Getting your product into stores, especially big-box stores that often require certain business credit scores and ratings, can be a challenge. But contracts like these can help grow your business in leaps and bounds, as well as help make your brand recognizable. Getting in front of more consumers can be key to running a successful retail business. Billy Westbrook, creator of the premium wiper blade Scrubbleblade, learned just how challenging retail contracts can be while trying to grow his business. After taking action to help impact his business credit file, he was able to land contracts with some of the nation’s largest retailers. “I heard when I started my company that a D&B D-U-N-S® Number and good business credit were important. Little did I know, they’d help us land an account with one of the largest retailers in the world.” Learn more from Westbrook below.
Manufacturers, like suppliers, are often part of a chain, and a chain is only as strong as its weakest link. In order to get contracts as a manufacturer, it can be beneficial to provide evidence that your business won’t be the weak link in a supply chain. Building and monitoring your business credit file is a simple way to help portray your company in the best possible light. Custom Powder Systems used its business credit file to help show Fortune 500 companies that the company could deliver on contracts and this helped it grow its business. Hear the full story:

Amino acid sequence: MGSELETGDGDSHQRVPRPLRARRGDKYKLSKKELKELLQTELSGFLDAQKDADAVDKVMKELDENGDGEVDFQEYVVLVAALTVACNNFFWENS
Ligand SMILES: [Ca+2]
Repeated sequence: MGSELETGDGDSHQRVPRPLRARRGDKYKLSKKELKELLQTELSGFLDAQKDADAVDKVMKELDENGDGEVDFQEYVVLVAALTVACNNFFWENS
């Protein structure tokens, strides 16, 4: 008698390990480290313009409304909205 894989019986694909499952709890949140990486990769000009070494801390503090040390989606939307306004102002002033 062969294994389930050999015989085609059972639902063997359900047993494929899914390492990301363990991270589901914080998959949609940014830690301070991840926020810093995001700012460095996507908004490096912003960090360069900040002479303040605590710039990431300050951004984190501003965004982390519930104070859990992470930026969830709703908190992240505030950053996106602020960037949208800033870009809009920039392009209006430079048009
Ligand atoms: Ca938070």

Construction businesses do most of their work through contracts, and winning bids consistently can be the difference between a successful business and a failing one. In order to win a contract, the business will usually have to prove it can do several things, including complete the project on time, do the best work for the best price, and meet all legal guidelines and codes. Past work can be a great indicator to a prospect that a business will do great work, but business credit can be a great indicator of whether the business will meet deadlines, pay workers on time, and stay in business long enough to complete the project. Bjork Construction learned first hand how the company’s business credit file could help impact success and used the company’s file to help grow the business and get new clients. Learn more: